North Central College football ready to face big crowd, Wartburg defense in semifinal

There have been some powerful dynasties in Division III football. Mount Union or Wisconsin-Whitewater won every championship from 2005-15 and played each other in the title game nine times.

So this year's field is unusual. Defending champion North Central is the veteran, while its opponent in Saturday's semifinal, Wartburg (Iowa), has never been to the title game. On the other side of the bracket, both teams - Randolph-Macon and SUNY-Cortland - are in the semifinals for the first time.

North Central (13-0) will play at Wartburg (13-0) at 2:30 p.m. Saturday, with the game available on ESPN+.

"It doesn't get easier to win championships, it gets harder, so you really have to tip your hat to Mount Union, Whitewater, Mary Hardin-Baylor, those schools that showed up there for so many years," North Central coach Brad Spencer said. "I think it's exciting there are some new teams showing up."

Homefield edge

North Central is expecting a lively atmosphere Saturday. Wartburg is hosting a semifinal for the first time and drew the largest crowd of the four quarterfinals last week. Spencer said one of his assistant coaches worked at Wartburg in 2021.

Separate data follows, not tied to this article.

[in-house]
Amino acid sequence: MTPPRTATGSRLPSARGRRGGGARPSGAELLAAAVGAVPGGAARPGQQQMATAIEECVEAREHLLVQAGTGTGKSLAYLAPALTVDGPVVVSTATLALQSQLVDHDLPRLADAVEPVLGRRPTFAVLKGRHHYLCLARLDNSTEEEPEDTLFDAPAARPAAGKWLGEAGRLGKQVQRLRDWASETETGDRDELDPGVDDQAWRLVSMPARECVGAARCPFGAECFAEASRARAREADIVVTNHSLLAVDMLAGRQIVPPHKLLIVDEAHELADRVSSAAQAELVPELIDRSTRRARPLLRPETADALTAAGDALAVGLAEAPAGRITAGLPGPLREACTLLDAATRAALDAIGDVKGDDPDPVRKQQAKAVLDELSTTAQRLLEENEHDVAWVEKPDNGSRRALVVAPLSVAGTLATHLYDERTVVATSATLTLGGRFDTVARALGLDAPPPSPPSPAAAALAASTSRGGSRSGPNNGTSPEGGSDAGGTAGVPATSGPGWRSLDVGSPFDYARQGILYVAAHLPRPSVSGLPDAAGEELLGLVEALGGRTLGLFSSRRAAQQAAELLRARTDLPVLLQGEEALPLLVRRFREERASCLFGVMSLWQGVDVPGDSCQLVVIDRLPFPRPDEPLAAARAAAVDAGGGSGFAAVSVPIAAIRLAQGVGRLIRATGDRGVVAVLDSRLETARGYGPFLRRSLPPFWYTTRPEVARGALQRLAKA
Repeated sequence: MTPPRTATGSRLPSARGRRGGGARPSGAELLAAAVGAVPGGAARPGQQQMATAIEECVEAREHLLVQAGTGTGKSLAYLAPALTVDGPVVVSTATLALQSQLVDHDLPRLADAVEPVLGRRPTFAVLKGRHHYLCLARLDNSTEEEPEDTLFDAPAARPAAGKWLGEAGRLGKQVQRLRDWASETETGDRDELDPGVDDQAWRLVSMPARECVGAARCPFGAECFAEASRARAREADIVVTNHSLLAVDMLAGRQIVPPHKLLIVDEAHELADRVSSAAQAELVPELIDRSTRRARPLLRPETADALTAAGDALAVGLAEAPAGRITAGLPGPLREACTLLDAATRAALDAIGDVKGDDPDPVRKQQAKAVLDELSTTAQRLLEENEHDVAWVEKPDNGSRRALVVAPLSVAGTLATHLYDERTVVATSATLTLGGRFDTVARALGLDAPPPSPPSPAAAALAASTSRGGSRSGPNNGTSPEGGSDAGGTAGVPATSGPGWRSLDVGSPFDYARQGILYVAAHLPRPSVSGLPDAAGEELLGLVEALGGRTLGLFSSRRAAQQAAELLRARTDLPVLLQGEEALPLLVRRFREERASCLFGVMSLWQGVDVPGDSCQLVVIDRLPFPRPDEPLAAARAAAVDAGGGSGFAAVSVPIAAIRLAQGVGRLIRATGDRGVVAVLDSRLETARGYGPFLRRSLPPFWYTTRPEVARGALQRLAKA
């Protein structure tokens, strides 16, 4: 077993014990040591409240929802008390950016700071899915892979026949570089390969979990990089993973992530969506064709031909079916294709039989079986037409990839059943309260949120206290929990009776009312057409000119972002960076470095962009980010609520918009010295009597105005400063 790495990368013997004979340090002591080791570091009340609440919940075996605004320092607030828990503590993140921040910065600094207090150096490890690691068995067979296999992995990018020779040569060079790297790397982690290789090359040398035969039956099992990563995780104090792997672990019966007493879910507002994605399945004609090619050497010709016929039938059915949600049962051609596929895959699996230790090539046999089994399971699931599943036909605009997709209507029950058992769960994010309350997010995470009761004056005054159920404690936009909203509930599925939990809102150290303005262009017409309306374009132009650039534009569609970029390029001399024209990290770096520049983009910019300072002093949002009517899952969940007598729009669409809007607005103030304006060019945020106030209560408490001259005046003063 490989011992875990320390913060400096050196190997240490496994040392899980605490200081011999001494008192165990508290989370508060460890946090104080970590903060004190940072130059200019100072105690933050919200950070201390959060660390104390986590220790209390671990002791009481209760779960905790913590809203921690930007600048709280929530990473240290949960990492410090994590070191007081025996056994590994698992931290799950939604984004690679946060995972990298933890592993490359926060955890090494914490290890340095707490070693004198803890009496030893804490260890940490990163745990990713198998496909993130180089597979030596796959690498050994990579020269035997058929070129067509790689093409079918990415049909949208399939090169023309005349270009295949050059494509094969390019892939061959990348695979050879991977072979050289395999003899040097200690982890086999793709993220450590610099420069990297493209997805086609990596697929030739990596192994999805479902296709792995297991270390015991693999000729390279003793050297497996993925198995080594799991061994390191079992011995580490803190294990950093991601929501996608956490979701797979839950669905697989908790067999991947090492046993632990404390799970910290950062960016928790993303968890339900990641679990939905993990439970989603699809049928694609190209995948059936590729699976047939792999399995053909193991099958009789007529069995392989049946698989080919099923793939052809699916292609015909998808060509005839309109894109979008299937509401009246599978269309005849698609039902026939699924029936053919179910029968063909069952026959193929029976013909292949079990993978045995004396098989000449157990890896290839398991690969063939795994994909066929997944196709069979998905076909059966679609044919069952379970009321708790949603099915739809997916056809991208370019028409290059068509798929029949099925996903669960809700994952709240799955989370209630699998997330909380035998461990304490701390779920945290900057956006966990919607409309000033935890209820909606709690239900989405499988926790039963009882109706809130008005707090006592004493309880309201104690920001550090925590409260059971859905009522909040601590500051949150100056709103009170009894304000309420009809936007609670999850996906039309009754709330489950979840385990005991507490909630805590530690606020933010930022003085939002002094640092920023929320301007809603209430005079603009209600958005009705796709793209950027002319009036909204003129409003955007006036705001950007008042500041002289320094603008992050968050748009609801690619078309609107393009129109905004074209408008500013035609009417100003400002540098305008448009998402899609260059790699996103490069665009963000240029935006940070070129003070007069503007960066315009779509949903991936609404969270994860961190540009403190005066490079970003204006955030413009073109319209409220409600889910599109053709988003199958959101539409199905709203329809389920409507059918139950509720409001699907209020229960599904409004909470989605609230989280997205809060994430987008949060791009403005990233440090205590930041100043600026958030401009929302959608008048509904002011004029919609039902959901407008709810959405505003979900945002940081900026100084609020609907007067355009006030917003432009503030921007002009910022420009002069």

"He's been able to let us know what to expect," Spencer said. "I certainly expect a packed crowd and people to be really excited. We're excited to go into that atmosphere. It's kind of like the 2019 semifinal when we flew out East to Muhlenberg (in Allentown, Pennsylvania), had a packed house, everybody's yelling at you."

Wartburg has the top-ranked rush defense in Division III and a Gagliardi Trophy finalist in linebacker Owen Grover. North Central quarterback Luke Lehnen is another of the five finalists.

While the other three quarterfinal games saw at least 75 points scored, Wartburg fell behind Whitewater 21-3 last week and got enough defensive stops to rally for a 31-28 win.

Goal-line swipe

Spencer reflected on last week's defensive play of the game. With the score tied 7-7 in the first quarter, Oswego's Julian Bell stripped the ball from a La Crosse runner just before the goal line and the it rolled out of the end zone for a touchback. Bell actually missed making a tackle earlier in the play, but stayed in pursuit and forced the fumble.

Joe Sacco scored on an 80-yard run on the very next play and North Central led the rest of the way, though La Crosse did get within 6 in the fourth quarter.

"There was not another half-yard, it would have been a touchdown," Spencer said. "That was one of the most outstanding defensive plays I've seen in my 20 years of coaching because it combines hustle, heart, discipline, playing till the whistle and playing for your teammates. Perhaps more importantly, it brings into account rising to the occasion and making a play."

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